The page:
It was 2014. Birchbox, the American #startup that gave life to the subscription box business model, had raised US$60 million, valuing it at close to half a billion dollars. With over 800,000 subscribers at that point of time, Birchbox was the darling of both the beauty and tech world.
For the uninitiated, Birchbox charges customers US$10 a month for a box of sample beauty products, which ideally inspires them to buy the full-sized equivalents over at its online store.
Already, cracks were showing in the shiny veneer Birchbox presented to the media. Customers loved not knowing what they would receive in each month’s beautifully adorned box. The other side of the coin, however, was that they were being sent items which they didn’t love that much.
Soon, the cracks gave way to a chasm of discontent. Despite subscribers indicating their preferences, mismatches continued to occur frequently, leading to situations like this:
Fast forward to 2016, and the beauty box company has raised just US$15 million – a far cry from its previous funding round – amidst internal issues and the rise of strong competitors such as YouTube star Michelle Phan’s Ipsy and Sephora’s Play.
Clearly, customers don’t only desire the “discovery” aspect of beauty boxes – they also want value for money. Even premium samples are just that – samples – and European competitor Glossybox managed to eat into some of Birchbox’s pie by throwing in some full-sized products.
The situation in Asia
Beauty box companies in Asia have a different set of obstacles. For example, Singaporean entrepreneur Douglas Gan arrived at a dead end with VanityTrove – which had been busy acquiring competitors across Vietnam, Thailand, and Taiwan – in 2015. As time went by, he noticed that it got harder to retain customers as they accumulated box after box.
“The problem we faced was that the beauty industry [in Asia] is very niche. While the brands look very glam, they don’t have much marketing budget to help us sustain our growth,” he explains. Douglas ended up having to provide several other services such as helping brands organize workshops and engage influencers in order to keep the business going.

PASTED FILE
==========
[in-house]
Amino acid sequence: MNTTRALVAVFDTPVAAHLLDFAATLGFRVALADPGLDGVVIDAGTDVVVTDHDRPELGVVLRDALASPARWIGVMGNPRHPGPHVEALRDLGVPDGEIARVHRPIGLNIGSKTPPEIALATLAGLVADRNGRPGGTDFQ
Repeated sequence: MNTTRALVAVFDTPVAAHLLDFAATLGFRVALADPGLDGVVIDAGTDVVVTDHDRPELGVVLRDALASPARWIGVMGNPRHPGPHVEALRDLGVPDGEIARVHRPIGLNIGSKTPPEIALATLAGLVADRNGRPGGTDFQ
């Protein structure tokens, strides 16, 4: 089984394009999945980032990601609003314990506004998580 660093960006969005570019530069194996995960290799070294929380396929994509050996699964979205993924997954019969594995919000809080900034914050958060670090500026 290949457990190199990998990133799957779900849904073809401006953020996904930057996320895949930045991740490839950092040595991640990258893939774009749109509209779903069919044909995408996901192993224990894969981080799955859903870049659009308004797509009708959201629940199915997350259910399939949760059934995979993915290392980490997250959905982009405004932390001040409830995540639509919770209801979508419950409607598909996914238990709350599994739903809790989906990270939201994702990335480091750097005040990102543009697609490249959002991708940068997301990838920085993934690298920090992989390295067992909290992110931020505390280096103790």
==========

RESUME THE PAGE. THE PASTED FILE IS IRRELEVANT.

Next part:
Meanwhile, the story of South Korea’s Memebox unfolded almost in parallel to Birchbox. A Y Combinator participant, Memebox raised a total of US$29 million in 2015. Unlike its American counterpart, however, it went on to get another $66 million earlier this year.
The difference might lie in the early realization that “customers wanted more than just samples,” Memebox’s vice president of strategy and operations Karl Loo tells Fashionista. Unlike Glossybox, however, the South Korean company decided to shift to a direct-to-consumer ecommerce model. As early as 2014, straight-up online retail accounted for over 70 percent of its revenue.
Today, beauty boxes make up just one to two percent of Memebox’s total business.
Mixing it up in Singapore
Does this mean the subscription box business model is dead? On the contrary, many similar subscription services have emerged over the last couple of years in Singapore, focusing firmly on their respective niches.
However, one thing they have in common is that subscription is only one part of their business model, and not the whole.
Hook Coffee, for instance, is a speciality coffee subscription service that packs and sends whole beans, ground coffee, coffee drip bags, or coffee pods to its customers. Launched by a young couple in January 2016, it currently boasts 2,000 subscribers.
One reason why Hook Coffee has been relatively successful is because coffee is a consumable and “habitual” product. Coffee drinkers will have at least one cup per day, which also means that a bag of coffee powder will run out quickly.
Indeed, Hook Coffee co-founder Ernest Ting says that many of its customers subscribe because “coffee is something they cannot live without [and] a regular supply of fresh coffee to their doorstep is an amazing service [to them].”
Hook Coffee isn’t a pure subscription service play – it also sells by the product. However, Ernest reveals that its subscription service is doing far better, making up roughly 80 percent of its revenue to date. It helps that its products are priced more competitively under subscription – S$14 per bag of coffee as opposed to S$18, for example – and there’s a running promotion for first-time customers.